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What Are ‘Flash Droughts’ and Why Are They So Destructive?

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Dead plum trees that have been removed from the ground due to the lack of water for irrigation in the drought-affected town of Monson, California in June 2015.

Dead plum trees that have been removed from the ground due to the lack of water for irrigation in the drought-affected town of Monson, California in June 2015.
Photo: AFP PHOTO/ MARK RALSTON (Getty Images)

As record-breaking temperatures have pummeled much of the country this summer, another heat-related menace is causing trouble: flash droughts.

Much like a regular drought, a flash drought is caused by low precipitation, but it strikes an area so much faster. Brad Pugh, a meteorologist with the National Weather Service’s Climate Prediction Center, said that flash droughts are caused by a combination of little to no rain alongside unusually high temperatures that quickly alter an environment.

“Flash droughts typically occur during the warm season, so from late spring through the summer into the early fall… the major impact is typically related to agriculture and livestock,” he told Earther.

According to Larry O’Neill, an Oregon climatologist, the conditions for flash droughts are becoming more frequent in the U.S. “A long or intense heatwave of 7-10 days, coupled with little or no precipitation, is often sufficient to develop flash drought conditions,” he said in an email to Earther. “Impacts of flash drought can be sudden and severe.”

He explained that, as the climate crisis increases the likelihood of precipitation changes and hotter, longer lasting heatwaves, the U.S. could expect to see more flash droughts in the summers to come. Because these conditions occur during the growing seasons, they threaten the U.S. food supply.

States across the center of the country like Oklahoma and Kansas are currently experiencing flash drought. The Northeast is also being affected, especially during this especially hot summer. Just two months ago, the state of Massachusetts did not report any drought conditions at all, but as of mid-July 80% of the state experienced moderate to severe drought. Farms in areas such as Andover, Massachusetts, have seen their products, like Christmas trees that would have eventually been sold in the winter, dry up in the hot arid conditions. Parts of New Jersey are also seeing flash drought conditions, and residents have been urged to avoid watering their lawns to ensure that water reserves are saved for necessary uses, NJ Spotlight News reported.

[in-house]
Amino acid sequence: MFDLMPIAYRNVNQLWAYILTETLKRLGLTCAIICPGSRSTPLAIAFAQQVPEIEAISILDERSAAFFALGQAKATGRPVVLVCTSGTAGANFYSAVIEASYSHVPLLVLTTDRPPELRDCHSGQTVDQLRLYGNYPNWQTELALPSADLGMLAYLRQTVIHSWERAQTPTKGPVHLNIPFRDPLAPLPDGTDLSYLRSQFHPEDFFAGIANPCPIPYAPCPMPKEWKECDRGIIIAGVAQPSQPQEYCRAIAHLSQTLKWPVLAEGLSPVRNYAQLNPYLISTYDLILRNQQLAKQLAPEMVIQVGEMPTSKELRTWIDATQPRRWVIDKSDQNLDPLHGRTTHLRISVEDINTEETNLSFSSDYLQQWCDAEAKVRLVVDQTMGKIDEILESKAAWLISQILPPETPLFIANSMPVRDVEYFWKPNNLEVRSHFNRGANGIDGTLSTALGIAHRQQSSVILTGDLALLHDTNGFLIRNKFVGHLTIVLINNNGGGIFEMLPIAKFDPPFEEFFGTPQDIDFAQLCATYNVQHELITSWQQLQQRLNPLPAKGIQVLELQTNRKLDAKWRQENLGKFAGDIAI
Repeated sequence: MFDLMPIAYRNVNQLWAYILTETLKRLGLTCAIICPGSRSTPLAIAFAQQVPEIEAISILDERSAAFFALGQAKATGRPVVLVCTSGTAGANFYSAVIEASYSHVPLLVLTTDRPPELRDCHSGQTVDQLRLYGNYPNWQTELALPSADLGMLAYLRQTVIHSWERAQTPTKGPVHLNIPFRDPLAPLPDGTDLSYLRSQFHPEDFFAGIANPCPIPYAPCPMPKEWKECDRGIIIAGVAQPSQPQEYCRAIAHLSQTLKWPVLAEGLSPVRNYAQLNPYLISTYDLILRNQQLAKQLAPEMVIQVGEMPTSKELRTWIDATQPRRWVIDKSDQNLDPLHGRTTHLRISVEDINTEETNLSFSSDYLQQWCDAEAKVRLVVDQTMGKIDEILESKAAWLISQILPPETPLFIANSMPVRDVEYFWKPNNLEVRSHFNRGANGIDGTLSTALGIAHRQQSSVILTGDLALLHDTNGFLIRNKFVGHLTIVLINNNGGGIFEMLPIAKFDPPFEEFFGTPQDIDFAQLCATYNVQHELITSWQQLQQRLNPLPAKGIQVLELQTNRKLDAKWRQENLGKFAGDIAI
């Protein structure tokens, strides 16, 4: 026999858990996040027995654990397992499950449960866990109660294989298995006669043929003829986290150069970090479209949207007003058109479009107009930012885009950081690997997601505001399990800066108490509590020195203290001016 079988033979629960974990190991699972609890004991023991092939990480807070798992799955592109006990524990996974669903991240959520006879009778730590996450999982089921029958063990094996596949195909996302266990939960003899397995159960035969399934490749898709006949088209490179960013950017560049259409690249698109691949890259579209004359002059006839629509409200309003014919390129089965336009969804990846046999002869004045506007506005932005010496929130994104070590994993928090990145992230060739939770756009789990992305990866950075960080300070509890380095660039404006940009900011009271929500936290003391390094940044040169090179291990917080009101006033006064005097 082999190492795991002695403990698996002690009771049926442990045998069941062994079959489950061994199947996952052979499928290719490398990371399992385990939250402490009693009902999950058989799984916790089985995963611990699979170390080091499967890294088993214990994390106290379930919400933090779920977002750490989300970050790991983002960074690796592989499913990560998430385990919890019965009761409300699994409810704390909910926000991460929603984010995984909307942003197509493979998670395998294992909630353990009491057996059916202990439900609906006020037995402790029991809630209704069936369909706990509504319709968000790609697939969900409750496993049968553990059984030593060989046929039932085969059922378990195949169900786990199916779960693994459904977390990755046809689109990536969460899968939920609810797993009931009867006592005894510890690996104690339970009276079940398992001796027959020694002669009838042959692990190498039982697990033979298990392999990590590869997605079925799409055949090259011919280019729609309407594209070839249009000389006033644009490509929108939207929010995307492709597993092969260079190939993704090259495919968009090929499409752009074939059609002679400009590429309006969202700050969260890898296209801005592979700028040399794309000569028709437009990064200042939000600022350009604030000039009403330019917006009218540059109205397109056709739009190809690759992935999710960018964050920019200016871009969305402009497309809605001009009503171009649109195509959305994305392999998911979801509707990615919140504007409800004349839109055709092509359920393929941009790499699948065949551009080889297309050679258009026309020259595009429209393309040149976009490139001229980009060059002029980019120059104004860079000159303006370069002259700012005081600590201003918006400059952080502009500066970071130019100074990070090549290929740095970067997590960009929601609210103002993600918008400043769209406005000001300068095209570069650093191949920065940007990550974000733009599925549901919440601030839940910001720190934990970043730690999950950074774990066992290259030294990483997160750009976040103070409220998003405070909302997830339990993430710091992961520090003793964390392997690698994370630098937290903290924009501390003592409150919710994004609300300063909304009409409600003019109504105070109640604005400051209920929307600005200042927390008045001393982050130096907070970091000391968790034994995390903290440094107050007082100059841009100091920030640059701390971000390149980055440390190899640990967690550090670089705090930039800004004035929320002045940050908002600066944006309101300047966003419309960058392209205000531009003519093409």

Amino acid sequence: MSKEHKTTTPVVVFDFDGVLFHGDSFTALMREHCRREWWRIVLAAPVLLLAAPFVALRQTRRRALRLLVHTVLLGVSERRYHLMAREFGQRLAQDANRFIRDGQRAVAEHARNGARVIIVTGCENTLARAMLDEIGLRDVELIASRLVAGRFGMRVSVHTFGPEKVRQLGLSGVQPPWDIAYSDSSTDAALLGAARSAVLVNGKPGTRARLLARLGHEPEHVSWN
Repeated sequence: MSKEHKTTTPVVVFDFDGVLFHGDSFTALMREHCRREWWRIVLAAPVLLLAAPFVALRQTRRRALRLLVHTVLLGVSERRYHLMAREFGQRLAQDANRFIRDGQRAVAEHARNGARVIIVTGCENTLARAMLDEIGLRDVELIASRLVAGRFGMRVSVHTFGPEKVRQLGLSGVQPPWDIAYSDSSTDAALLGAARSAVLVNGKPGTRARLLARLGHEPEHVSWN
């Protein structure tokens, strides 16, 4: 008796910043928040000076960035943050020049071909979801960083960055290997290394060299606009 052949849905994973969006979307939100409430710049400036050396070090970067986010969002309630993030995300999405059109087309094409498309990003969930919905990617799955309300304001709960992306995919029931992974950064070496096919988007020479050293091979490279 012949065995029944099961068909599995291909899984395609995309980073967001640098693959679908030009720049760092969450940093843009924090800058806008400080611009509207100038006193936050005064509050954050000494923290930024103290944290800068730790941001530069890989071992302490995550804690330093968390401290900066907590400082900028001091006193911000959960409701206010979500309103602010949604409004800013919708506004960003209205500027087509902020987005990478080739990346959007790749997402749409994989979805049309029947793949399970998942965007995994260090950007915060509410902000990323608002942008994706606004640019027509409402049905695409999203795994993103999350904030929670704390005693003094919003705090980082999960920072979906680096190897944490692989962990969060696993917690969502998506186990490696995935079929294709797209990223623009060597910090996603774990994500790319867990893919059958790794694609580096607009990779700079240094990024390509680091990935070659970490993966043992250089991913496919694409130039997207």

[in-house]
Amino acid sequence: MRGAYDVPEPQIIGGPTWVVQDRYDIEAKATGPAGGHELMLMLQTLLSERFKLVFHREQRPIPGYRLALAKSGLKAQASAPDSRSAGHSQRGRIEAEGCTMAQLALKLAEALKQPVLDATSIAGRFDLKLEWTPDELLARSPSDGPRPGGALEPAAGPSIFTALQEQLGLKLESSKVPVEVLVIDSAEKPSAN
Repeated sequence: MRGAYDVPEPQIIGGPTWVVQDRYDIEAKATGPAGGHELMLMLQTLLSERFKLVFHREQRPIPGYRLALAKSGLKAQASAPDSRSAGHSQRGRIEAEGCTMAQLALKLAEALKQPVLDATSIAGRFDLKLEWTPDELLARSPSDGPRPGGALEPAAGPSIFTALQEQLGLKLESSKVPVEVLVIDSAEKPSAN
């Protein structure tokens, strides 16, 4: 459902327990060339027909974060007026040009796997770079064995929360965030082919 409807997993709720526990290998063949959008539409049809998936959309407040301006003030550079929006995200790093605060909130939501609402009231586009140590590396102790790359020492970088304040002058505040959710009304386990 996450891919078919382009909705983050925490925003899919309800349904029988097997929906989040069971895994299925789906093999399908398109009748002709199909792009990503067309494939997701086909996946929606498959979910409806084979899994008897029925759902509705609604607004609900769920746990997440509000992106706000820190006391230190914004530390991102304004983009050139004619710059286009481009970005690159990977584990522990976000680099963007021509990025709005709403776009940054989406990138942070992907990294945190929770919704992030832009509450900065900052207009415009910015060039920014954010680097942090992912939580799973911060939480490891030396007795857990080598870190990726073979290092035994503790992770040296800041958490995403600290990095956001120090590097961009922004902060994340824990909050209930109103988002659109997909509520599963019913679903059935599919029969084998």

According to Pugh, the long-term effects of this depend on how long the flash drought lasts. “[For] some flash droughts, you get the rapid onset of drought and then a drought can continue for months. On the other hand, you can have this rapid onset of drought followed by a heavy rainfall event or flip towards a wetter pattern,” he said. “It really varies, depending on the weather.”

One of the most destructive flash droughts that Pugh remembers is one that affected both North and South Dakota in July 2017. Just two months before, in May 2017, the region was not showing any signs of drought at all, NOAA reported. Once the summer heat came, the dry conditions sparked more than $2.6 billion worth of agricultural losses.

It’s much harder to prepare for flash droughts, meaning it’s difficult to head off agricultural damages. The long-lasting drought currently affecting water supply in the American West was predicted earlier this year by NOAA. The agency released a report in March outlining how about 60% of the country would experience some form of drought conditions. Officials in California knew that a drought was likely, especially after seeing historically low snowpack was in the state’s Sierra Nevada mountains. Flash droughts are trickier.

“We lack the monitoring and predictive capabilities to warn of flash drought development. Flash droughts occur so quickly, we often do not know we are in one until we see the adverse hydrological, agricultural, and socioeconomic impacts associated with it,” O’Neil said.

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